Cause and defect

Popular Science recently published an interview with Felisa Wolfe-Simon, the notorious geobiochemist whose controversial study made her famous but nearly destroyed her career. Wolfe-Simon led a research team that claimed the existence of a bacterium in Mono Lake that relies on arsenic, rather than phosphorous, to survive. Their claim was astounding and had potential to disrupt decades of science—phosphorous is vital to every biological creature or substance, and the study threatened to change the way scientists classify the chemical composition of life. After Wolfe-Simon’s findings went public in December of last year, published in the peer-reviewed journal Science, NASA sensationally announced the results as an indication of life forms in space, but other scientists were rightfully skeptical of her research methods—her control group seemed weak and unregulated, and many extraneous variables went unaccounted. Wolfe-Simon skyrocketed into celebrity, but the professional science world reacted negatively to the study, and the backlash was immediate. Wolfe-Simon’s research abilities, professional and personal motives, and entire wealth of knowledge came under fire. Other researchers composed harsh attacks shared on public blogs and the ethics code of professional scientists was debated in length. While much of the personal criticism was uncalled for, it exposed the dark side of the elusive world of professional science and made the public reexamine who we consider experts.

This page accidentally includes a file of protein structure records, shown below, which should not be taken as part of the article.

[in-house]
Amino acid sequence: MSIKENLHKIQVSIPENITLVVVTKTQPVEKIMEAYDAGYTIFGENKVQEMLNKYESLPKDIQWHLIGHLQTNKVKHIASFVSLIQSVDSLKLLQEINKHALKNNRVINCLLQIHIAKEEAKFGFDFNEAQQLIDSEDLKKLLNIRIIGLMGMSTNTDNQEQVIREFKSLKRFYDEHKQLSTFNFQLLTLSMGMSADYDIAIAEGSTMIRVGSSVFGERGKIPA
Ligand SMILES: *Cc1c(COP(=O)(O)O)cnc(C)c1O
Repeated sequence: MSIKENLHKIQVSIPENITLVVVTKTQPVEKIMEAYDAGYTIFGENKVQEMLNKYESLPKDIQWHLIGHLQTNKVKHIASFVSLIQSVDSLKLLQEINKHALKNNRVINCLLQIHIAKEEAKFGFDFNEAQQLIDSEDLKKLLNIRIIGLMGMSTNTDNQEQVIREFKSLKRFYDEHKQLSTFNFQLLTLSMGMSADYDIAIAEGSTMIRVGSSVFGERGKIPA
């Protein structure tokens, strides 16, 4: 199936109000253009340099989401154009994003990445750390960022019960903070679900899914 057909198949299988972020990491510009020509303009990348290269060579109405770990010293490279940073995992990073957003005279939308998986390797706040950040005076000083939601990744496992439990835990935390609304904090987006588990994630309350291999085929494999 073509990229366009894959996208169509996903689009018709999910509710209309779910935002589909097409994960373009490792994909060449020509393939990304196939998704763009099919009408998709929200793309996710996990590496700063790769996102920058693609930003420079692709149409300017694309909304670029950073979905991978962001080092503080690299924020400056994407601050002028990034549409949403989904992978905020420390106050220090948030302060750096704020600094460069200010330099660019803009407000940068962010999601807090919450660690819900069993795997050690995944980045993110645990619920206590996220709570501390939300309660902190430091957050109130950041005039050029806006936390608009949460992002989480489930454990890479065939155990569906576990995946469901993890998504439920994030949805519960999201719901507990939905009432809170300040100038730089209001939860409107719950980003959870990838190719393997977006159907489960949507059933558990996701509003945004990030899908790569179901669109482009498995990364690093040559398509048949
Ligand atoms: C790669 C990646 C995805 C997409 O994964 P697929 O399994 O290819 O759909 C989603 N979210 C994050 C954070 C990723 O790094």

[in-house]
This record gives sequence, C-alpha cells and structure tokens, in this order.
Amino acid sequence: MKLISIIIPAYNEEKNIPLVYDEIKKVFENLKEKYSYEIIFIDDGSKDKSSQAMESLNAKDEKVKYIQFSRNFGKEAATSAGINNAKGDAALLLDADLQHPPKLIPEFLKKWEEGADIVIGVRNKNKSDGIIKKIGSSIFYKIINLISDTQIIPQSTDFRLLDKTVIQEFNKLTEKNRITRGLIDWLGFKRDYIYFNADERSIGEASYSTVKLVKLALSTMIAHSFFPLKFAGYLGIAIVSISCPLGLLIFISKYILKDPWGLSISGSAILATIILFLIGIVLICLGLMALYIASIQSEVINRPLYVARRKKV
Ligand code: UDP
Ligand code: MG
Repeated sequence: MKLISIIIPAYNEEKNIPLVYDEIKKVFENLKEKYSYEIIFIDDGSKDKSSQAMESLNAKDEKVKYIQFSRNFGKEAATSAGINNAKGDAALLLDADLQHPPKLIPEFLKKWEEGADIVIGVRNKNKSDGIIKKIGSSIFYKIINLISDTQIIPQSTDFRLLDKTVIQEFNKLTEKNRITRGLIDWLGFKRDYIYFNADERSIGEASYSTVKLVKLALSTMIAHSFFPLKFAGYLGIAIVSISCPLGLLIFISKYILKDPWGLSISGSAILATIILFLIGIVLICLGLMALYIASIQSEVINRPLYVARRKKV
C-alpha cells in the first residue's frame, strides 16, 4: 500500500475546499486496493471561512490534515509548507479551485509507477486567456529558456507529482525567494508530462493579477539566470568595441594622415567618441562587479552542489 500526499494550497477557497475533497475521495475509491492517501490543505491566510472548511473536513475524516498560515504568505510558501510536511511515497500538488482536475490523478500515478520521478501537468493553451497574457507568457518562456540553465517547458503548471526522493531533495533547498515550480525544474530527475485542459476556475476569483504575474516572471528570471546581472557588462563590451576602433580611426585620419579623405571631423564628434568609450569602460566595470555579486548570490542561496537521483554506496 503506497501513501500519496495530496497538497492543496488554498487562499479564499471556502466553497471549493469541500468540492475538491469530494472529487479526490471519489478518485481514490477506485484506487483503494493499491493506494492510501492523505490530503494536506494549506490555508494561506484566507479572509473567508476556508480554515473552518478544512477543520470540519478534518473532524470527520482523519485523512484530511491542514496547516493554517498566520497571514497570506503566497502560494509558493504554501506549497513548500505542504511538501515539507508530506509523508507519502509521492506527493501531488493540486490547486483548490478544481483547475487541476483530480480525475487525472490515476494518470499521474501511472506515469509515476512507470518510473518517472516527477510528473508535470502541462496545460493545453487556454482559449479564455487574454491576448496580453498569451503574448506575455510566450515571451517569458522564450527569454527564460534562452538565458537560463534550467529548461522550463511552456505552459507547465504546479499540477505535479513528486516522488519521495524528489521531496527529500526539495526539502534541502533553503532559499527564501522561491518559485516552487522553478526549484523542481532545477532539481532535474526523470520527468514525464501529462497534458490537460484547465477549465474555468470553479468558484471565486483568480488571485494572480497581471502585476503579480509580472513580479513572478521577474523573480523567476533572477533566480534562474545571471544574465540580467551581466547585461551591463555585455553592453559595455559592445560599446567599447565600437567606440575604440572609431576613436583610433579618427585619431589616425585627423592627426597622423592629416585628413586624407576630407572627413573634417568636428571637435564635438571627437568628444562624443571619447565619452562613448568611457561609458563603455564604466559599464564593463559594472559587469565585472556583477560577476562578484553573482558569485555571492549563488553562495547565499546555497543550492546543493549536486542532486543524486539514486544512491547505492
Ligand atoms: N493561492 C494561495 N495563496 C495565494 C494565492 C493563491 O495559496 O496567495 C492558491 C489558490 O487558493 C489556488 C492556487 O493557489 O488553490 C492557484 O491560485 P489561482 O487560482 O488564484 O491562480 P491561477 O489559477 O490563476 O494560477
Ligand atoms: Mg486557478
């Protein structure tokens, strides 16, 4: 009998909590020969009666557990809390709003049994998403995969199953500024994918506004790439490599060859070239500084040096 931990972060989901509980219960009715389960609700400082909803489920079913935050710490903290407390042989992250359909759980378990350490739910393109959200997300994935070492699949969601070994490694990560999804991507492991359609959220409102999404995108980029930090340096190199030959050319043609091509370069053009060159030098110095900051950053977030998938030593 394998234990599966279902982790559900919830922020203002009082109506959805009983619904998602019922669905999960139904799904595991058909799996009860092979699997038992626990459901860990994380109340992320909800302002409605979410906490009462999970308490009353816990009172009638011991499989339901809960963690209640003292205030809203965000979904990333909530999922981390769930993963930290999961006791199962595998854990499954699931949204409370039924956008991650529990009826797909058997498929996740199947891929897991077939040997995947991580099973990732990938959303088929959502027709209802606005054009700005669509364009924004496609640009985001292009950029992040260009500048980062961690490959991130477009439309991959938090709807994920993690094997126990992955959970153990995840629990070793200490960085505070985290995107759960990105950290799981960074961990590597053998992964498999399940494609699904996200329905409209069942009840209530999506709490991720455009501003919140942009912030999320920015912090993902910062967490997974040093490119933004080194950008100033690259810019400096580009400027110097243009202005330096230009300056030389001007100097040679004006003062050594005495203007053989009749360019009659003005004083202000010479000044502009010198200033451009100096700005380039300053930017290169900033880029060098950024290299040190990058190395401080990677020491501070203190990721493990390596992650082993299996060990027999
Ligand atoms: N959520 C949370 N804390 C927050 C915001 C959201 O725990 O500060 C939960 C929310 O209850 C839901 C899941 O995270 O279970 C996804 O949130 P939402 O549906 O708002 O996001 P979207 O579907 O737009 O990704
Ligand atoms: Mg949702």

Wolfe-Simon’s study is under scrutiny, and many scientists are replicating her process to determine if the evidence she published is accurate—which is what should happen with research that makes major claims that contradict much of what science has long accepted as truth. With the recent media attention for the CERN experiment, claiming that neutrinos (neutral subatomic particles) can travel faster than the speed of light, scientists and the general public are finally acknowledging that science-shattering news should be taken with a grain of salt.

This is especially important for breakthroughs in health and the environment. Studies that prove the existence of “miracle fruits” that can cause quick and painless weight loss, or a particular gadget hailed as “organic” and “eco-friendly,” should be closely and critically evaluated by other scientists and especially the public most directly affected by the marketing of these studies. But skepticism is different than an outright denial of facts that have been proven repeatedly with empirical data, such as climate change or evolution. For everyone, research is a process.